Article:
This article was published on: 09/13/21 9:21 AM
Oregon water regulators were correctly held in contempt of court for failing to comply with an irrigation settlement deal, according to the state’s Court of Appeals.
The state’s Water Resources Department must also pay more than $150,000 in litigation expenses to several Harney County irrigators who filed a lawsuit to enforce the agreement, the appellate court said.
Sarah Liljefelt, attorney for the plaintiffs, said she wishes the contempt case hadn’t been necessary to get OWRD to follow through on its obligations and bring regulatory certainty for irrigators.
“I hope the contempt action will bring the department back to the table to give finality as to how and how not it will regulate water in the future,” she said.
The dispute stems from the agency’s enforcement of water rights along the Silvies River and the Foley Slough, which flows from it.
The OWRD claimed that it had to protect senior irrigators after other water users placed a rock weir in the Silvies River to force more water into Foley Slough without the agency’s approval.
Irrigators who relied on water from the Foley Slough challenged the OWRD’s enforcement orders in 2002, alleging the agency cut off water to the entire waterway instead of regulating individual points of diversion.
Under the settlement deal reached in 2006, OWRD agreed to assess both sets of irrigators a per-acre fee to build a water control device across the river and slough, allowing water to be split proportionally among them.
The agency estimated the project’s cost would top $435,000, which prompted OWRD and some water users to examine alternative ways to distribute the water as part of a pilot project.
The agency claimed these improvements allowed it to measure and control water in compliance with the settlement deal.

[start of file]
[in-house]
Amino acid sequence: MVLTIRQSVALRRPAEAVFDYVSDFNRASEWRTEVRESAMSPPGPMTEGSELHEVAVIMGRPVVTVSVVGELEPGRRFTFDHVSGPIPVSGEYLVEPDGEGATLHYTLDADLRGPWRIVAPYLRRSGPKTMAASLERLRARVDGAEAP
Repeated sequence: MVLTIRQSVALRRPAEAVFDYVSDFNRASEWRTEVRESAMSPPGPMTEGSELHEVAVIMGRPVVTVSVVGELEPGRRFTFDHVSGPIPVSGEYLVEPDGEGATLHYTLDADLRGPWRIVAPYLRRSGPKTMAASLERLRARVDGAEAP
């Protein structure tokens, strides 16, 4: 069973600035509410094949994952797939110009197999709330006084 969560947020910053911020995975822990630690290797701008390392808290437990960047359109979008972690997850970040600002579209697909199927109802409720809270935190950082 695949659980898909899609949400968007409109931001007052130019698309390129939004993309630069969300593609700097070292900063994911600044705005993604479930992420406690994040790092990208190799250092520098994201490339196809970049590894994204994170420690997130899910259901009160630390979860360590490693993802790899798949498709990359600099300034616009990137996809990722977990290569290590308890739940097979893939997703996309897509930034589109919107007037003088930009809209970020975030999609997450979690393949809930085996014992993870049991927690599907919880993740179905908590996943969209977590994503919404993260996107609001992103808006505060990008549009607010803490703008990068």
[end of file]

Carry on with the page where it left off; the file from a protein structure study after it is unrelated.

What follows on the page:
After OWRD withdrew its court motion to collect money for the device in 2015, several irrigators along the Foley Slough accused the agency of contempt of court for not abiding by the settlement.
In 2019, a state judge ruled that OWRD had committed contempt of court by breaching the deal, which the agency appealed, arguing the court judgment that ended the lawsuit didn’t incorporate the settlement’s terms.
Even if the settlement was incorporated into the judgment, OWRD claimed it had come up with an alternative to the water control device that still satisfied the deal’s terms.
The Court of Appeals has now rejected those arguments.
“Because the record contains evidence to support the trial court’s finding that the parties intended to incorporate the settlement agreement, respondents’ argument to the contrary fails,” the appellate ruling said.
The Court of Appeals also determined that the OWRD willfully violated the agreement’s terms and ordered the agency to pay the plaintiffs $156,000 in attorney fees and other costs.
Liljefelt, the plaintiffs’ attorney, said that her clients were willing to negotiate another agreement for regulating water in the river and slough.
The OWRD wasn’t willing to enter into a new deal, which forced the irrigators to file a lawsuit because they feared the agency would again shut off water to the slough.
“Our clients just want finality as to how water is managed in the system,” Liljefelt said. “Our goal isn’t to require the department to install an expensive measurement device if it’s not needed.”
A representative of OWRD asked Capital Press to submit questions about the appellate court’s ruling in writing but hadn’t yet responded as of press time.